I’d like them to have read a story they really enjoy. A story that makes them think. Because just as Gil says, and we were talking about, we want/I want the reader to be really involved in this book and almost create it themselves. So that’s why, won’t give any spoilers, but it does make the reader work hopefully, and it makes them think, and the end of the book it’s up to the reader to decide what happens. I know some readers are frustrated because they want a novel that provides all the answers, but this one doesn’t, very very deliberately. So I want them to have to work a bit really.

What would you want them to hear from you? What would you want to hear from them?
I love meeting readers and finding out what they thought about the book. And I understand that not everybody likes every book, but sometimes that can make a better discussion in book clubs if people have different opinions. And I like hearing what people thought of it and different interpretations because people will bring different things to the book, things I sometimes haven’t even thought of or intended and that’s great. It’s like me discovering things about things I’ve written that I didn’t even know.

Who do you think was the protagonist in the story?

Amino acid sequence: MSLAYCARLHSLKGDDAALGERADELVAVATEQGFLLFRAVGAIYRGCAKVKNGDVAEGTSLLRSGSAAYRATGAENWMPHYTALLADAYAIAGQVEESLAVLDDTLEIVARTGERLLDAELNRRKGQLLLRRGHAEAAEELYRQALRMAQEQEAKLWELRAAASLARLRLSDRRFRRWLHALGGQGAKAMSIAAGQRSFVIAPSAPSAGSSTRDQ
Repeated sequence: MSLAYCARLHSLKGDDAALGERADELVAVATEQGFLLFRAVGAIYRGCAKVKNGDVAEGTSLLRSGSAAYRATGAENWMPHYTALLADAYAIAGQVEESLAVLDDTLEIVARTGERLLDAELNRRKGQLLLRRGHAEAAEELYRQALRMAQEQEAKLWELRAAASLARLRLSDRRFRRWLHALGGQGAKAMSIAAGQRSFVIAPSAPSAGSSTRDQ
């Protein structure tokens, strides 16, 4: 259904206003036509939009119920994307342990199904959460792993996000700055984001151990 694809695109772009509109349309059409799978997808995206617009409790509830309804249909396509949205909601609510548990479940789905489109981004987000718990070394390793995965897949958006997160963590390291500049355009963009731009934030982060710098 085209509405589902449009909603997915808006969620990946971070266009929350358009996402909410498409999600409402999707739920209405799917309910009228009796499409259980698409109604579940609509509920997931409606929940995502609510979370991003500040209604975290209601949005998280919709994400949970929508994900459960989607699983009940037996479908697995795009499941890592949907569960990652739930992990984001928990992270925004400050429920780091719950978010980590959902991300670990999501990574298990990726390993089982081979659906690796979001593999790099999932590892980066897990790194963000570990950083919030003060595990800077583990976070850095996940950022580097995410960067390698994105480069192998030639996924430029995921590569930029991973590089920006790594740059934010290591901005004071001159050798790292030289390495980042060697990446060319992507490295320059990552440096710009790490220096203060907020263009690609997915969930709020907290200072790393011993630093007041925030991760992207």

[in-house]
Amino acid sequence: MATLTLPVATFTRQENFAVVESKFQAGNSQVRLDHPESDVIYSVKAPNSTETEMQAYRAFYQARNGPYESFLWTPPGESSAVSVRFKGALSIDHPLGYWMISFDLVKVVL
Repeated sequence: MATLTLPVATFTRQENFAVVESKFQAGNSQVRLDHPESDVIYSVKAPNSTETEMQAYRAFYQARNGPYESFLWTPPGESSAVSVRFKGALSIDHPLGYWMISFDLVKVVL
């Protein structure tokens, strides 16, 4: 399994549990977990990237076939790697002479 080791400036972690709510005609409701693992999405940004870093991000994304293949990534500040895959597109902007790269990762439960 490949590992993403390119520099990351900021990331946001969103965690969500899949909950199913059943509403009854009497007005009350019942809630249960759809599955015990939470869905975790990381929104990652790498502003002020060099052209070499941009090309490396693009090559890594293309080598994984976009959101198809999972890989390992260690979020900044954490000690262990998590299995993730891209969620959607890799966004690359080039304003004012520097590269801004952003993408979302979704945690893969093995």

I think it probably is Ingrid. I think she’s the main character, the driving force behind the novel. But Flora is really important to. But the odd thing is, even though I tried to write Gil out of the story, I wanted it to be from these two women, he is still this kind of central figure that they revolve around just how it happened. I don’t plan my books, it’s just how it came out.

In the end, what do you think happened to Ingrid?
I think she’s definitely still alive. I think that she perhaps tried to commit suicide. Decided to go for swim but couldn’t do it. Came back for the coat from under the swimming pavilion and has been alive all this time. Where she has been, I’m not quite sure. But she has come back and I think she will probably make contact with Nan and Flora in the future. Perhaps keeping an eye on them from a distance one way or another.

Tell me about the decision to have Gil commit suicide?
I think that’s partly because he wants all the books burned and he wants the books burned because he’s found Ingrid’s letters and she says you must burn the books. And he doesn’t want his daughters to find them because of the things Ingrid has written in these letters that are hidden in the books. So, he asks Richard to burn the books but in the end, Richard can’t. And the only way he can really, is to be in the house. He’s too old and too ill to set light and get out. But also, I don’t think he wants his daughters to see him in the absolute final decline. In the way they can remember Ingrid as kind of perfect, and whatever age she was before she left, he wants them to remember him at that point, rather than that decline into death. So, I think that’s why he commits suicide.